The phone rang, startling her, which I found strange. Aunt Claire was usually as serene and immovable as a rock. She answered, “Claire Hagan here,” listened, and then covered the receiver with her hand and cocked her head. “Honey, this is going to take a while. Would you mind?”
“Not at all. It’s time for my morning walk anyway.” I headed for the door. As I did, Aunt Claire reached into her drawer, grabbed a small vial, and untwisted the cap. As she listened to the person on the other end, she furrowed her brow and emptied a dropperful of the contents into her tea. It looked like a bottle of flower essences that help relieve emotional upset and bring you back into balance. Was Aunt Claire worried about something? Thanks to her practice of meditation, yoga, and Zen thinking, she was always the picture of calm. I shook off the thought. It must be the new formula. As she said, she’d never worked on something like this. She probably felt as if it was her big break. Still . . .
As I crossed a footbridge over a small stream, my review of our conversation was interrupted by my cell phone ringing. A few yards away, an elegant, long-necked white egret glanced at me, and then promptly flew off. The phone’s caller ID said: Aunt Claire and showed a picture of her smiling.
Answering, I said, “Hello? Aunt Claire?” but the reception was terrible and I couldn’t hear her.
Several seconds passed with no reply. I disconnected the call and was about to dial back when I received another call from the same number. I answered again, wondering what was going on, when I was again greeted with static. Damn these cell phone towers, I thought. Reception in some places was the absolute its.
“Aunt Claire? I can’t hear you.”
Through the earpiece I heard garbled words, followed by a loud crash. Then the line went dead.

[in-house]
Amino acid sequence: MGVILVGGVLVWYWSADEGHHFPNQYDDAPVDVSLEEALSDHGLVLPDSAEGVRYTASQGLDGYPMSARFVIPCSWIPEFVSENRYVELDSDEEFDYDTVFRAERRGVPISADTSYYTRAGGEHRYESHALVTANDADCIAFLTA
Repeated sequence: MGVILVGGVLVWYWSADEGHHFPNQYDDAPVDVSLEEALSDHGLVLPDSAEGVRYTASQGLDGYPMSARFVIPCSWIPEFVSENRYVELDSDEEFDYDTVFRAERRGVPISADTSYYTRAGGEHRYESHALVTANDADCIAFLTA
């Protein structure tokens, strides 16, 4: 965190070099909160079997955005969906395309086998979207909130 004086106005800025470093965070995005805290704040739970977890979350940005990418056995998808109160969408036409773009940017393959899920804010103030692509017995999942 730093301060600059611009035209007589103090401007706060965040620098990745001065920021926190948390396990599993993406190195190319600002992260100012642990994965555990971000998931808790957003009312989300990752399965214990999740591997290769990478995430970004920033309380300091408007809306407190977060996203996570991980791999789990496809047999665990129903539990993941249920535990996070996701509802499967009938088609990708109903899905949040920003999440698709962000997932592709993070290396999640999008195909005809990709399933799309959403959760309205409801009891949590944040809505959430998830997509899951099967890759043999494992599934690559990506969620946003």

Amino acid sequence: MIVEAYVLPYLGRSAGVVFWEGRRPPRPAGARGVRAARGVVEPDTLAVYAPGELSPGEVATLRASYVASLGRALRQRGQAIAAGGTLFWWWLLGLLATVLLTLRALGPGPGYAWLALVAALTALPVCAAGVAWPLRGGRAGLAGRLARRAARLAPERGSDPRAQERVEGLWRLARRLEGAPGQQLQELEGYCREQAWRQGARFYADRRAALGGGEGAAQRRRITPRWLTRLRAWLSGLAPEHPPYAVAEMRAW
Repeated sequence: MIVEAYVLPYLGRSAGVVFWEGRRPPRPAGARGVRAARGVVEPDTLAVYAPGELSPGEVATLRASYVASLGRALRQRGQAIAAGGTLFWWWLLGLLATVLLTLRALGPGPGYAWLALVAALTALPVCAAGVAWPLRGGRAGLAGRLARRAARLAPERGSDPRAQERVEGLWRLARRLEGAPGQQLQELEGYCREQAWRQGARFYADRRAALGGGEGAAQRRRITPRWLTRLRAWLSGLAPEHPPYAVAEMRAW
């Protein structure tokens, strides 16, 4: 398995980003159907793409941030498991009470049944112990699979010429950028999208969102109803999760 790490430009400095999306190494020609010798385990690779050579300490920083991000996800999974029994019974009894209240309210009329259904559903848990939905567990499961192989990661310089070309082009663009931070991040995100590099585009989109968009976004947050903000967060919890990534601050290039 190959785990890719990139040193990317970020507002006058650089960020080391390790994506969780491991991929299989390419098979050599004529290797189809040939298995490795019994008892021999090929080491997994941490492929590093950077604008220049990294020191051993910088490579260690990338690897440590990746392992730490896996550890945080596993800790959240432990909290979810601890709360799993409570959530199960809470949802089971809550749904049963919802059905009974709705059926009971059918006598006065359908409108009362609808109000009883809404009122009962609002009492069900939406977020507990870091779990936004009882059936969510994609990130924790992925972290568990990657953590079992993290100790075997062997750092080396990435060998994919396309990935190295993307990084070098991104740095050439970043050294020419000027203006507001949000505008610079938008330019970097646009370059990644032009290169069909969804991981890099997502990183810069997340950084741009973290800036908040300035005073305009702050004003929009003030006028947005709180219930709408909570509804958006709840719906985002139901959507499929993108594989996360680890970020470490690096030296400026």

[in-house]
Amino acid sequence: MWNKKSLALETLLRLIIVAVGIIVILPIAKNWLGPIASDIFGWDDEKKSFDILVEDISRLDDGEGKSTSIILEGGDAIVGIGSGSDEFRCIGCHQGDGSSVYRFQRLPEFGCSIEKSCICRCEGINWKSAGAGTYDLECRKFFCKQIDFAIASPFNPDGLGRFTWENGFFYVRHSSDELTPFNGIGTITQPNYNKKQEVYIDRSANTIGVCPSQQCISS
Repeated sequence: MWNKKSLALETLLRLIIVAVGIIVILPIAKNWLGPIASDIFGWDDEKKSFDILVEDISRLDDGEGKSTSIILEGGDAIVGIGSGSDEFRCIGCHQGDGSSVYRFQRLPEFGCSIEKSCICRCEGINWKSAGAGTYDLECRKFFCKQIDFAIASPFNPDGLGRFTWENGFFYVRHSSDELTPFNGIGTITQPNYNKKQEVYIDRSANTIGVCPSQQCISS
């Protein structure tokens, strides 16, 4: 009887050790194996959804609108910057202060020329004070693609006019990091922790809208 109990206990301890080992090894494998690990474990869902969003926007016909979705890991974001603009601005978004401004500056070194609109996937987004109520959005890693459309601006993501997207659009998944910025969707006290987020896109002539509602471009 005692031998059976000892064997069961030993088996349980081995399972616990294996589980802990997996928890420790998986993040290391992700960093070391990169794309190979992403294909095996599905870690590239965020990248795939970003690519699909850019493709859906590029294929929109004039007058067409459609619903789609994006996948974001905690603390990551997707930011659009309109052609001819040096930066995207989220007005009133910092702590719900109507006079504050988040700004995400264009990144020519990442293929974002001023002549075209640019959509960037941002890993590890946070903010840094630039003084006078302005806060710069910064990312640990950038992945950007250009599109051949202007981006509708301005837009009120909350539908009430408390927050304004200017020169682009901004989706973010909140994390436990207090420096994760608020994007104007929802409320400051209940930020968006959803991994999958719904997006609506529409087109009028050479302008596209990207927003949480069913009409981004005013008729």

Not knowing what was wrong but already cursing myself for not staying at the store and waiting to find out what was upsetting her, I screeched her PT Cruiser to a halt in front of Nature’s Way and jumped out. Even though I was in a mad panic, I still couldn’t help but notice the care and attention Aunt Claire had paid to the three-story gingerbread Victorian exterior, with its bright yellow paint and red trim.
Squinting at the sign in the early morning sun, I realized again how much I loved this place. My aunt’s store, my home away from home, and most delightful, home to natural remedies. I’d been introduced to many of those elixirs as a teenager, after my Aunt Claire returned to the States from the UK to be near my mom and opened the store. Brightly colored posters in the windows announced everything from “CoQ-10 on Sale!” to “Yes, We Have Burt’s Bees!” to “Scrumptious Organic Raspberries!”
Thousands of tiny white lights hung from the roof, and on top of the building stood a ship’s weathervane, a nod to our village’s nautical heritage. Three white metal tables and chairs had been placed on the porch for al fresco dining.
I sped up the path lined with perennial plants of every size, shape, and color that Aunt Claire had bought, nurtured and watered faithfully, bolted up the steps, and pushed at the fire-engine-red front door. It was locked. In a town as safe as this, I found it odd that she’d bothered to do so, unless she wanted to make sure no early bird customers drifted in. Reaching for my key, I slipped it into the lock, pushed the door open, and stepped inside. It was eerily quiet. I looked around and, not seeing her, called her name several times. “Aunt Claire? Are you okay?” I felt panic rise in my throat.